By Terry Feinberg
Many organizations, including labor unions, environmental
groups, trade associations and even the Gilroy Dispatch, are
concerned about the public policy direction of our community, and
thus have developed systems to interview, evaluate and endorse
candidates for elected office. The Gilroy Chamber of Commerce is no
By Terry Feinberg
Many organizations, including labor unions, environmental groups, trade associations and even the Gilroy Dispatch, are concerned about the public policy direction of our community, and thus have developed systems to interview, evaluate and endorse candidates for elected office. The Gilroy Chamber of Commerce is no different.
As a business owner and Chamber member, I welcome the Chamber’s political recommendations, and encourage their strong advocacy on business issues. This does not mean I will blindly follow the Chamber’s positions or agree with my fellow members on all issues. Chris Coté, a local liberal advocate, believes the Chamber’s voice should be silenced. The Dispatch has editorialized that the Chamber should not endorse a candidate unless the entire membership has voted to do so.
Now Mayor Al Pinheiro believes the Chamber should not endorse candidates. I agree. The Chamber should not HAVE TO endorse candidates, but as long as labor groups, environmentalists, anti-business groups and the Gilroy Dispatch continue to endorse candidates, the Chamber MUST enter the fray and provide a business perspective.
The Dispatch also called the Chamber “arrogant” for instituting a process, that if anything, is more open and inclusive than most organizations that endorse candidates. Does the Dispatch “know best” for its readers? Does the Dispatch take a vote of all its employees and subscribers before issuing an endorsement? Does the Dispatch even conduct their candidate interviews in public? The answer to all these questions is a resounding no!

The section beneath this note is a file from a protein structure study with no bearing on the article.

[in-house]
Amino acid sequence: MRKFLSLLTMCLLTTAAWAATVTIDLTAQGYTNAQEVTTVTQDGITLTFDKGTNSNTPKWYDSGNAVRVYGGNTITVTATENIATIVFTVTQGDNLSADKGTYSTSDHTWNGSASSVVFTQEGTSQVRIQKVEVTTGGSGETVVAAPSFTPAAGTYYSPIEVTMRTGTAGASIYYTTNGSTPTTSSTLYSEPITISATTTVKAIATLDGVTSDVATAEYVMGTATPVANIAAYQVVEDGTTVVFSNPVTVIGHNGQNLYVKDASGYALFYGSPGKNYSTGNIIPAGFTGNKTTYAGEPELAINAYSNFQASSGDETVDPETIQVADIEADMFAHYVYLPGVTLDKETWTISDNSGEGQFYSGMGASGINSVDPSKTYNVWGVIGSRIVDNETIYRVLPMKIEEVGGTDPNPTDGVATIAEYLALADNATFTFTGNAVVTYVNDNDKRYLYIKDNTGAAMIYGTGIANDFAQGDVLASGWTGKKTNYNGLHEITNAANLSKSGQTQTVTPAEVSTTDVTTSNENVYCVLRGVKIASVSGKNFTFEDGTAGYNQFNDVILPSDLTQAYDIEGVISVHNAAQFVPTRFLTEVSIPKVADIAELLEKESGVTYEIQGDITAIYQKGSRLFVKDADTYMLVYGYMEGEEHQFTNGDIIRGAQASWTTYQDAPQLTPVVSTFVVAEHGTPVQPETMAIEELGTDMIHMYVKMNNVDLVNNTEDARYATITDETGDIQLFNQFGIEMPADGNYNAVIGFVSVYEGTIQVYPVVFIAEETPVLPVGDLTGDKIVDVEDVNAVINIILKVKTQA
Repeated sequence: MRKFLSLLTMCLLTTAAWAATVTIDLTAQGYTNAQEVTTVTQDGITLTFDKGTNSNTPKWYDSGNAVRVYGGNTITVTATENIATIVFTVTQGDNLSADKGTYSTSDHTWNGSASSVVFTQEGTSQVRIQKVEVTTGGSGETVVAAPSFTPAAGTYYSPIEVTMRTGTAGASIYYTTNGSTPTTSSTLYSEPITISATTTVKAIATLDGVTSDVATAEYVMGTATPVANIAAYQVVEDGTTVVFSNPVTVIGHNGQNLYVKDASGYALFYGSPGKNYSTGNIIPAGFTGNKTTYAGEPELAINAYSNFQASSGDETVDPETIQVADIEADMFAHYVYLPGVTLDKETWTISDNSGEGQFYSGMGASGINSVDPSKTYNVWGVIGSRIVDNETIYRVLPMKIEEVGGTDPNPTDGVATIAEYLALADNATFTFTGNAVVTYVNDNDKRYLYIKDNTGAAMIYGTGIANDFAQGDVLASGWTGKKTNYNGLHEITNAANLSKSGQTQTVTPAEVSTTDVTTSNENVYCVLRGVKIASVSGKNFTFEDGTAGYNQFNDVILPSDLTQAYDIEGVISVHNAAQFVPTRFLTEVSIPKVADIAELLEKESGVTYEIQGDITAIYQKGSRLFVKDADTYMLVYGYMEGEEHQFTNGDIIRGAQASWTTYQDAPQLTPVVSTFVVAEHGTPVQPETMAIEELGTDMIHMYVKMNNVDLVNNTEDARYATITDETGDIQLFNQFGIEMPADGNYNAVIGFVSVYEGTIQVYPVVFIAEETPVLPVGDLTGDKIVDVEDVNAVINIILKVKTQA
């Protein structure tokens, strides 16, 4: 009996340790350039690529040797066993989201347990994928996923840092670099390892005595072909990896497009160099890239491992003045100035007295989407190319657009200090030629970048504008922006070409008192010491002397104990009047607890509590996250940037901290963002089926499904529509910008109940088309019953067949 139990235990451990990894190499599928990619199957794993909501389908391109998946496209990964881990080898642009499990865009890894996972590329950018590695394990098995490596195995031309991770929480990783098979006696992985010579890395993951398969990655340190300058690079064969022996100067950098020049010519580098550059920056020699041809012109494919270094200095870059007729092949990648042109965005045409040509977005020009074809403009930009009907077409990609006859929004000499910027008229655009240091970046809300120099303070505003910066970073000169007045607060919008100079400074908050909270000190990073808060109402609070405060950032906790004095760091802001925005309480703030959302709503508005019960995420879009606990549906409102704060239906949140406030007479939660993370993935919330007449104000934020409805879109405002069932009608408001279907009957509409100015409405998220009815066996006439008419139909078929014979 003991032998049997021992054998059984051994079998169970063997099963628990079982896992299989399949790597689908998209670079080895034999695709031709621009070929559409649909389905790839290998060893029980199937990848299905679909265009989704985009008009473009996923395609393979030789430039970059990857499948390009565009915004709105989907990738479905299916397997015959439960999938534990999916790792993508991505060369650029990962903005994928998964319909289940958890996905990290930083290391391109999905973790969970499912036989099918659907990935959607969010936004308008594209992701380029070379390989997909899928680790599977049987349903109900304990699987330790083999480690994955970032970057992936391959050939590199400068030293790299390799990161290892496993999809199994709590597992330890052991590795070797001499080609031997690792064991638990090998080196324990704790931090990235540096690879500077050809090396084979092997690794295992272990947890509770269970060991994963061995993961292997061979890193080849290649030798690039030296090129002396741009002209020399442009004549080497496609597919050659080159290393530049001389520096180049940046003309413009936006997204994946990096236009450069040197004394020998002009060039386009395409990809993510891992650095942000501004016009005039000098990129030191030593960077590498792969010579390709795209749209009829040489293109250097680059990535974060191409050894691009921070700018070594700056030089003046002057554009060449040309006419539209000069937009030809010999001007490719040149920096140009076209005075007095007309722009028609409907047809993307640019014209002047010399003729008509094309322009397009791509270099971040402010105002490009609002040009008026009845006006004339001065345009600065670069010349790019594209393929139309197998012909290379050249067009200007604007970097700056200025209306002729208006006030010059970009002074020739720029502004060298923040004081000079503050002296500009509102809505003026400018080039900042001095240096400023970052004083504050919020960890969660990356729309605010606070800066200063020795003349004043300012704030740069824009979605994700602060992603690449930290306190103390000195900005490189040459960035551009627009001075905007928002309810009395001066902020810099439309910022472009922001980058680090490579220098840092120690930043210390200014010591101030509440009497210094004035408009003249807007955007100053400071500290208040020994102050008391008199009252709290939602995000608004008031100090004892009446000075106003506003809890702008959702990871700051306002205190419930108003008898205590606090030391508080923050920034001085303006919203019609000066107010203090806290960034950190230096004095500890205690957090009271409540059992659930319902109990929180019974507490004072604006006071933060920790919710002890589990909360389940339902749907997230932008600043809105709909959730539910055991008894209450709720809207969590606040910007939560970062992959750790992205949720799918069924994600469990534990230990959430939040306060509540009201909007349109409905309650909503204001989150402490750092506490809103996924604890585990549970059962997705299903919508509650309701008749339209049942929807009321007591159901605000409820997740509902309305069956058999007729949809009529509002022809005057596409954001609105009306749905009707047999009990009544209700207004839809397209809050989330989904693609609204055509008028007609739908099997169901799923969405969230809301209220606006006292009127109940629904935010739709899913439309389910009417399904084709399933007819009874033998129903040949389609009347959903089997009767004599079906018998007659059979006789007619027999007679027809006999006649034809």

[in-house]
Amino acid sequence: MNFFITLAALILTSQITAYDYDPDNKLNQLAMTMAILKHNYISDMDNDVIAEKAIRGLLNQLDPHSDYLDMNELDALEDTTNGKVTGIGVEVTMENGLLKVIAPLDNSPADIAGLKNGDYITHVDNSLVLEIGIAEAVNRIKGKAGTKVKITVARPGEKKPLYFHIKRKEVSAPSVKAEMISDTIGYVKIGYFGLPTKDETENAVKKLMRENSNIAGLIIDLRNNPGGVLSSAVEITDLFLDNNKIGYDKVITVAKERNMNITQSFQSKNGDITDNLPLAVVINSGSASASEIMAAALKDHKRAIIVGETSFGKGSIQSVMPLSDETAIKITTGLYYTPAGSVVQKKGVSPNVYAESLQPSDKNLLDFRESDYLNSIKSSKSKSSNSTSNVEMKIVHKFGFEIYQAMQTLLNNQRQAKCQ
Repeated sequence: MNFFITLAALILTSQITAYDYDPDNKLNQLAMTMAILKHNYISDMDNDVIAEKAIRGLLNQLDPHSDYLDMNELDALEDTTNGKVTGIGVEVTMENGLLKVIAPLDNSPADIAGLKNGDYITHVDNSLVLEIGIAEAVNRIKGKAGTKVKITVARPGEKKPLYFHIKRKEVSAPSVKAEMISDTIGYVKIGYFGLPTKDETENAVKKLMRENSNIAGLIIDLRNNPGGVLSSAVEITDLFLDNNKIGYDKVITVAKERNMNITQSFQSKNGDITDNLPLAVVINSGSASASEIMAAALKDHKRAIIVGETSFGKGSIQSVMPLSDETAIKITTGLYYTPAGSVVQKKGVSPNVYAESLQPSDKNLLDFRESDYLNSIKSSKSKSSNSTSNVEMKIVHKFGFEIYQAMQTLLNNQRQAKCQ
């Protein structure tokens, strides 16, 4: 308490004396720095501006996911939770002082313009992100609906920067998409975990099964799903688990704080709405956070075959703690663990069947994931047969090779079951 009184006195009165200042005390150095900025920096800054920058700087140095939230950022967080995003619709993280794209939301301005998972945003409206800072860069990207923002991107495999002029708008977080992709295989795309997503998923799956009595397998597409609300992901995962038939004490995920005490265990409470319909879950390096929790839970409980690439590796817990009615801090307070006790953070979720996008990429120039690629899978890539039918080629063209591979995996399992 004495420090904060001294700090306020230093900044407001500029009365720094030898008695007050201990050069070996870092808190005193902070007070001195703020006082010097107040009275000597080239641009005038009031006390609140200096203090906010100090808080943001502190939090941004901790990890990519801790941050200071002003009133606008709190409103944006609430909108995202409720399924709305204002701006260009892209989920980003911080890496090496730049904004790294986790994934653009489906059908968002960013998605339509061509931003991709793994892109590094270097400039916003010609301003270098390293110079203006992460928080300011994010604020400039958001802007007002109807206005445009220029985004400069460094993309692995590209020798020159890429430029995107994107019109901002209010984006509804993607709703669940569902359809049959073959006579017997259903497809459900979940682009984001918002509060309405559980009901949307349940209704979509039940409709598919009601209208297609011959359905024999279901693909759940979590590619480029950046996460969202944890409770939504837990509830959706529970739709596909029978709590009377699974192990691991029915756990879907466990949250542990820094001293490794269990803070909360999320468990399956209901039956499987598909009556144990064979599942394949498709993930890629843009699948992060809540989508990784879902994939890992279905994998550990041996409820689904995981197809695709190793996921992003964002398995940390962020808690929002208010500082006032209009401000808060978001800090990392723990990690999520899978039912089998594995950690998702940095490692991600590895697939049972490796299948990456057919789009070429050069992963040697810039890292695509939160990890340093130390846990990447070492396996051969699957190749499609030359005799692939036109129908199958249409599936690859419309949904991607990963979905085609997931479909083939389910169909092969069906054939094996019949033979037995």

The purpose of an endorsement is to make recommendations based upon the interests of a constituency. The Chamber created an endorsement policy that is fair, non-partisan, open, objective and representative of their members. Candidates are interviewed in public forums which are open to all Chamber members.
I was at the meeting that is at the center of this so-called controversy. Chris Coté admitted in the Dispatch that he attempted to manipulate the outcome of the Chamber’s endorsement.
To set the record straight, there was no vote of the membership, and the “hiccup” reported in the Dispatch was that the endorsement committee was not properly convened and an improper and informal vote was taken. Half a dozen people, lead by an individual who subsequently admitted he was working for the campaign of the candidate being interviewed, barnstormed the meeting and tried to force an improper vote of those present.
These people have admitted their bias and conflict of interest, and they were not even present for the interviews of both candidates.
I recused myself from voting at the meeting because I was not at both interviews. It was the only ethical thing to do. I guess for those who came to the meeting to stuff the ballot box, ethics don’t matter, outcomes do.
In regards to whether or not the Chamber Board of Directors should have the authority to override a decision by a committee, one only has to look to city government for the answer.
Despite numerous commissions and task forces, the City Council is the final arbiter of issues. Frequently, the Council makes a decision that is opposite the recommendation of a commission or task force because it is their responsibility to determine, based upon all information available and a broader perspective, the direction for the city.
As in government, corporate and organization committees serve in strictly an advisory capacity to a Board of Directors. The Board has the fiduciary responsibility to make the final decision, which is exactly the way the Chamber has, and should be, operating.
Guest columnist Terry Feinberg is the president of Konnections and a volunteer member of the Gilroy Chamber of Commerce Endorsement Committee.